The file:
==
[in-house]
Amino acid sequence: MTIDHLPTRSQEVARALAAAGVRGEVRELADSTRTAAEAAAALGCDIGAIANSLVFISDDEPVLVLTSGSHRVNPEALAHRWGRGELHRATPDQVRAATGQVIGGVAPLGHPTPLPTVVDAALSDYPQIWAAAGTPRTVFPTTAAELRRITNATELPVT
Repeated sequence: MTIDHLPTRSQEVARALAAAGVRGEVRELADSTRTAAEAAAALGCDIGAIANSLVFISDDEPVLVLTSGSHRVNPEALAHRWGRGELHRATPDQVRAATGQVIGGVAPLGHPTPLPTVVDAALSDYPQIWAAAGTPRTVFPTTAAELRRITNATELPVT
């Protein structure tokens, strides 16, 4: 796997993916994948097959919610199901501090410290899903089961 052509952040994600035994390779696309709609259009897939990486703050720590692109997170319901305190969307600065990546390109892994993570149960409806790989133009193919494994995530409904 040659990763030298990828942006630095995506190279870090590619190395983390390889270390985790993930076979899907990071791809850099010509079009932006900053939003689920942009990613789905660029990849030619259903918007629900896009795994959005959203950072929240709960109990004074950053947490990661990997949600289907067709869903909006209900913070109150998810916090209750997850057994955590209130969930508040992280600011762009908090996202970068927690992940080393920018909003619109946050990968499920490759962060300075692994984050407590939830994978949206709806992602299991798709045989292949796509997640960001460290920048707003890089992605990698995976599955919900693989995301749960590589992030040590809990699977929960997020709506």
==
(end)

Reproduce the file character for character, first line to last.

[in-house]
Amino acid sequence: MTIDHLPTRSQEVARALAAAGVRGEVRELADSTRTAAEAAAALGCDIGAIANSLVFISDDEPVLVLTSGSHRVNPEALAHRWGRGELHRATPDQVRAATGQVIGGVAPLGHPTPLPTVVDAALSDYPQIWAAAGTPRTVFPTTAAELRRITNATELPVT
Repeated sequence: MTIDHLPTRSQEVARALAAAGVRGEVRELADSTRTAAEAAAALGCDIGAIANSLVFISDDEPVLVLTSGSHRVNPEALAHRWGRGELHRATPDQVRAATGQVIGGVAPLGHPTPLPTVVDAALSDYPQIWAAAGTPRTVFPTTAAELRRITNATELPVT
């Protein structure tokens, strides 16, 4: 796997993916994948097959919610199901501090410290899903089961 052509952040994600035994390779696309709609259009897939990486703050720590692109997170319901305190969307600065990546390109892994993570149960409806790989133009193919494994995530409904 040659990763030298990828942006630095995506190279870090590619190395983390390889270390985790993930076979899907990071791809850099010509079009932006900053939003689920942009990613789905660029990849030619259903918007629900896009795994959005959203950072929240709960109990004074950053947490990661990997949600289907067709869903909006209900913070109150998810916090209750997850057994955590209130969930508040992280600011762009908090996202970068927690992940080393920018909003619109946050990968499920490759962060300075692994984050407590939830994978949206709806992602299991798709045989292949796509997640960001460290920048707003890089992605990698995976599955919900693989995301749960590589992030040590809990699977929960997020709506």